• Urothelial cancer (transitional cell) is the most common type.
  • Bladder cancer can be described as either superficial or invasive. Superficial cancers are easier to treat and cure.
  • Occasionally bladder cancers are squamous cell carcinomas, or adenocarcinomas or mixed cell.
  • Superficial papillary tumours involve only the inner lining of the bladder (stages Ta and T1). They are usually low grade, which means they are less likely to grow and they spread more slowly.
  • One type of superficial high grade disease is called carcinoma-in-situ. It is much more likely to behave aggressively, and may require cystectomy (removal of the bladder by surgery) if other treatments are not successful.
  • More advanced tumours may go:
    • into the superficial or deep bladder muscle (stages T2 and T3a).
    • through the muscle (stage T3b).
    • into other areas or organs (stage T4). These are usually high grade cancers and require radical treatment.
Staging describes the extent of a cancer. The TNM classification system is used as the standard around the world. In general a lower number in each category means a better prognosis. The stage of the cancer is used to plan the treatment.

T describes the site and size of the main tumour (primary)

N describes involvement of lymph nodes

M relates to whether the cancer has spread (presence or absence of distant metastases).



‎Cancer therapies can be highly individualized – your treatment may differ from what is described below. 

  • Removal of the tumour can often lead to cure.
  • The extent and type of surgery depends on individual cases.
  • Superficial papillary tumours are generally treated by transurethral resection (TUR surgery). A thin tube is inserted up the urethra. It has a camera and a wire loop on the end. The wire loop can be used to grab the cancerous tissue, or to burn the cancer with electricity through the wire.
    • This procedure can be repeated as often as necessary. Periodic follow up is essential to detect any new cancers, as papillary tumours tend to keep coming back in different places in the bladder.
    • Your urologist may give you some chemotherapy which will be placed in the bladder right after surgery. This will be removed before you leave the recovery room. This treatment prevents new tumours from forming by killing any free floating cells that may occur after surgery.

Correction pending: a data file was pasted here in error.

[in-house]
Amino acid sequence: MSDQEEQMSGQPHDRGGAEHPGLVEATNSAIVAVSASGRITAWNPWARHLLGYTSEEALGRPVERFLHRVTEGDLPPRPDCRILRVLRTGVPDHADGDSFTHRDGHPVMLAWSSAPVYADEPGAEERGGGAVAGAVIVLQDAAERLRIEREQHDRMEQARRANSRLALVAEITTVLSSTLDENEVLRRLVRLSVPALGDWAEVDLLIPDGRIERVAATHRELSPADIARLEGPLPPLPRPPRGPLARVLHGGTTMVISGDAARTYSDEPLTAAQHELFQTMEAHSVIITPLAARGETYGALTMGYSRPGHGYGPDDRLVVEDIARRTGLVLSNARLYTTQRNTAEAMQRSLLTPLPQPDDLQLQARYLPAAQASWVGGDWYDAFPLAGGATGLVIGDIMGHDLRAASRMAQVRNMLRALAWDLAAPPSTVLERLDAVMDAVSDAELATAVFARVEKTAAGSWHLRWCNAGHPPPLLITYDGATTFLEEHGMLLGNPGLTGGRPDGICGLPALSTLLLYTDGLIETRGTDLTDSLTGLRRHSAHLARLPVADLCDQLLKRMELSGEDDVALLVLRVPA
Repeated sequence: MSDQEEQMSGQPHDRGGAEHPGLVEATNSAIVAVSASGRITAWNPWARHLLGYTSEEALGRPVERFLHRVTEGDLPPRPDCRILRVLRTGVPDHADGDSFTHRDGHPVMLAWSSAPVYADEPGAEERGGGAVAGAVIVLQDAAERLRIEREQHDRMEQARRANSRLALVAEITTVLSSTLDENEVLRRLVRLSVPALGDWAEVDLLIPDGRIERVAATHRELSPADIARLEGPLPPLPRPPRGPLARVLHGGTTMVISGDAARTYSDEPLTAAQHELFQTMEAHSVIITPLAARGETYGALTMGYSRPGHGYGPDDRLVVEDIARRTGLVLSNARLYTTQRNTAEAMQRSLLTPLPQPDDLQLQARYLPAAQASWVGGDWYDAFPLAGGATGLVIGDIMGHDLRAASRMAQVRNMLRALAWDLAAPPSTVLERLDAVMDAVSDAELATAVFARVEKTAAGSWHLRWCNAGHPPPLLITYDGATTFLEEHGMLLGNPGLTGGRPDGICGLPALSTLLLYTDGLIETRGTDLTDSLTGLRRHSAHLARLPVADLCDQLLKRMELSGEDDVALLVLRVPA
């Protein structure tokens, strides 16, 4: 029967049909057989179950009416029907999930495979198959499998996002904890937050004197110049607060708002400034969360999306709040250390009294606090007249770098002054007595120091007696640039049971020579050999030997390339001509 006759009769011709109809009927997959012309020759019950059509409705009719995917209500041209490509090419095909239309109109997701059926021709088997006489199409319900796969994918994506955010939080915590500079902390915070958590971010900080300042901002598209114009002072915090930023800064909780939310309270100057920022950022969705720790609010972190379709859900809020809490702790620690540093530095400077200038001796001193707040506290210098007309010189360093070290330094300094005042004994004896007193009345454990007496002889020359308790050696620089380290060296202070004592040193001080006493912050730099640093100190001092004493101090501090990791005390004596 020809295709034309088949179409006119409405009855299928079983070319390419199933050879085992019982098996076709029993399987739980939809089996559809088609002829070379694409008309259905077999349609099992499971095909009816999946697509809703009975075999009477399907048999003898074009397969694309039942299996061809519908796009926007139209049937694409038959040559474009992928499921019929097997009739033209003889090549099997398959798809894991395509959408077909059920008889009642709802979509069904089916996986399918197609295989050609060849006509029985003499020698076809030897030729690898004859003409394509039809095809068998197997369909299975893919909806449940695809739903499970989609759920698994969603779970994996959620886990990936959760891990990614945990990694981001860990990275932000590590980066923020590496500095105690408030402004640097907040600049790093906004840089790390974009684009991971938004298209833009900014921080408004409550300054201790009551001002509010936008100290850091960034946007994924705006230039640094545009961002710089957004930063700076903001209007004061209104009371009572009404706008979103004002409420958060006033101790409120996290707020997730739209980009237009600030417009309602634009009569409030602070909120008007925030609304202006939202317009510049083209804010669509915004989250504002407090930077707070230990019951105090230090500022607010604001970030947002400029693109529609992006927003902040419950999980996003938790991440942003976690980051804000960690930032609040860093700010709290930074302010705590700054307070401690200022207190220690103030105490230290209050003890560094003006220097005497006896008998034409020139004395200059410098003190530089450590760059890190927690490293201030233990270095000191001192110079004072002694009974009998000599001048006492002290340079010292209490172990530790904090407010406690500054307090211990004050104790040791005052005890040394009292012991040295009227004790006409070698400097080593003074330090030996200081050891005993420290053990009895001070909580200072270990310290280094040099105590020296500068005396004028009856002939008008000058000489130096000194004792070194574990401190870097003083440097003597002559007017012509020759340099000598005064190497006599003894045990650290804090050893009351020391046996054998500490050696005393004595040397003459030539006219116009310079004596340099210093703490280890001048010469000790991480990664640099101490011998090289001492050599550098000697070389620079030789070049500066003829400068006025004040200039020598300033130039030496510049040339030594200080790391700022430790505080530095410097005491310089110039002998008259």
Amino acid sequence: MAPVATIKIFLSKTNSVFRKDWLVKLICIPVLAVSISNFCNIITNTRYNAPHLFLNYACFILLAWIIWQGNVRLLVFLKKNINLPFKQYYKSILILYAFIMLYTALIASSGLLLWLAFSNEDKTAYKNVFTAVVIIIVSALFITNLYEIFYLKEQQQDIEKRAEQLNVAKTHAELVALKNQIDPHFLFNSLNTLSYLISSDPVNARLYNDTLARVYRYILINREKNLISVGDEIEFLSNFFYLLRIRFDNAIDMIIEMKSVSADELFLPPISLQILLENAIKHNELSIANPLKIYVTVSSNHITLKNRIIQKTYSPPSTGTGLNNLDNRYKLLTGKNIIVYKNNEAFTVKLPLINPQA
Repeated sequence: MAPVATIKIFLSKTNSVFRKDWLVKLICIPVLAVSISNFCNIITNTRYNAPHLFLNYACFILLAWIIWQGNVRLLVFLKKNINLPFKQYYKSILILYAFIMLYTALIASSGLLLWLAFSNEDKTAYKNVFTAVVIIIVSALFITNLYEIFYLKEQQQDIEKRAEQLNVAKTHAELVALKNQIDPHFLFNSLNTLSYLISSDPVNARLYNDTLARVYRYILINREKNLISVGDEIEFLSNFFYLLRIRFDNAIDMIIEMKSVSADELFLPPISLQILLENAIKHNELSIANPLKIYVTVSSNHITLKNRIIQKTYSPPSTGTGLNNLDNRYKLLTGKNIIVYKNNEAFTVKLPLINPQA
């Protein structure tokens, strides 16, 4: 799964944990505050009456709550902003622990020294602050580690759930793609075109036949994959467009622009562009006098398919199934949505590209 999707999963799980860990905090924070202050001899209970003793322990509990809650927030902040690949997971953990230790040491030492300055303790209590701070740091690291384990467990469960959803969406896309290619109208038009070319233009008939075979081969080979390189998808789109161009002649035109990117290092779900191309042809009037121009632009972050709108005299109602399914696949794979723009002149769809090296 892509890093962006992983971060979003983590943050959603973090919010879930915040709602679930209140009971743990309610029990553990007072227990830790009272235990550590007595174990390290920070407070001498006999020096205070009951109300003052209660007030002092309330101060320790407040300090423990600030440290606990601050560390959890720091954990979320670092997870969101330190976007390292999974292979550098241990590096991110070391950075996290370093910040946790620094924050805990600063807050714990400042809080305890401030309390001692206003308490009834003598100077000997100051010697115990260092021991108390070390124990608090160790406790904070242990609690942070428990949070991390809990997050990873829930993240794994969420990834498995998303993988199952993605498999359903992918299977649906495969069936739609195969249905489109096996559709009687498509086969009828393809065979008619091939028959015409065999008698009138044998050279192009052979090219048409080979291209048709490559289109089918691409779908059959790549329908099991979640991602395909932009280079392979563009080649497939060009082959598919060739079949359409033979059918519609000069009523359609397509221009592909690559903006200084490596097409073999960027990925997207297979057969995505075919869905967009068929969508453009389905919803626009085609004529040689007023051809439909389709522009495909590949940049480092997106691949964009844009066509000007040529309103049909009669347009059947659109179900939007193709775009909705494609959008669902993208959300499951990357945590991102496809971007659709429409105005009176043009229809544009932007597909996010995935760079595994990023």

• More aggressive superficial tumours are treated by transurethral surgery (TUR), with postoperative chemotherapy instilled into the bladder plus a treatment called BCG.
  • Once the bladder has healed from the surgery, your urologist may give you a treatment called BCG that is placed in your bladder once a week for six weeks. This is usually given 4-6 weeks after the TUR.
  • Invasive or high grade tumours are usually treated by removal of the bladder (cystectomy). When this happens, the surgeon will divert the flow of urine.
    • Urinary diversion involves attaching the ureters to a segment of small intestine which has been isolated to form a pouch for urine collection. One end of the pouch is brought through the abdominal wall to form a small opening or stoma. An external bag holds the urine until it is emptied manually.
    • Newer methods of urinary diversion have been developed which allow intermittent release of urine from the stoma by catheter, or reconstruction of an internal bladder made from the bowel, which is connected to the urethra.
  • The prostate is usually removed with the bladder. A long term complication of bladder surgery may be erectile dysfunction.
  • In other patients, the uterus, cervix, fallopian tubes and ovaries are usually removed as well as a top of the vagina. These organs are removed in order to ensure that all of the cancer is removed and maximizes the chance of cure.
  • Chemotherapy shows some results, but the improvements are usually not dramatic or long-lasting.
  • Chemotherapy can be done two ways:
    • Intravesical – the drug(s) are injected into the bladder.
    • Intravenous or systemic – this type of chemotherapy uses a needle in a vein to give the drugs to the patient.
  • Intravenous chemotherapy may be administered along with surgery and radiation in the management of deep or metastatic cancer.
  • There is evidence that some patients with invasive bladder cancers may benefit from chemotherapy given prior to their cystectomy.
  • Chemotherapy is the standard treatment for patients in which the cancer has already spread (ie, to the lymph nodes or other organs).
  • Radiation therapy can be an effective curative treatment. This can be a different option than removal of the bladder for some patients. Radiotherapy may be associated with significant bladder and bowel toxicity.
  • Radiation interferes with sexual potency less often.
  • In bladder cancer where cure is not possible, radiotherapy is done in some cases to relieve symptoms, discomfort or pain. Tumours can sometimes be effectively controlled in this manner.
  • Radiotherapy does not prevent the development of new cancers in the bladder.
  • Radiotherapy is not suitable for all patients.
  • BCG is sometimes used. It is a drug that is considered a type of immunotherapy. Immunotherapies start your immune system fighting the cancer.
  • Interferon is another type of immunotherapy that is sometimes useful in bladder cancer.

Follow-up after Treatment

  • You will be returned to the care of your family doctor or specialist for regular followup. If you do not have a family physician, please discuss this with your BC Cancer oncologist or nurse.
  • Followup testing is based on your type of cancer and your individual circumstances.
  • Life after Cancer focuses on the issues that cancer survivors can face.
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SOURCE: Bladder ( )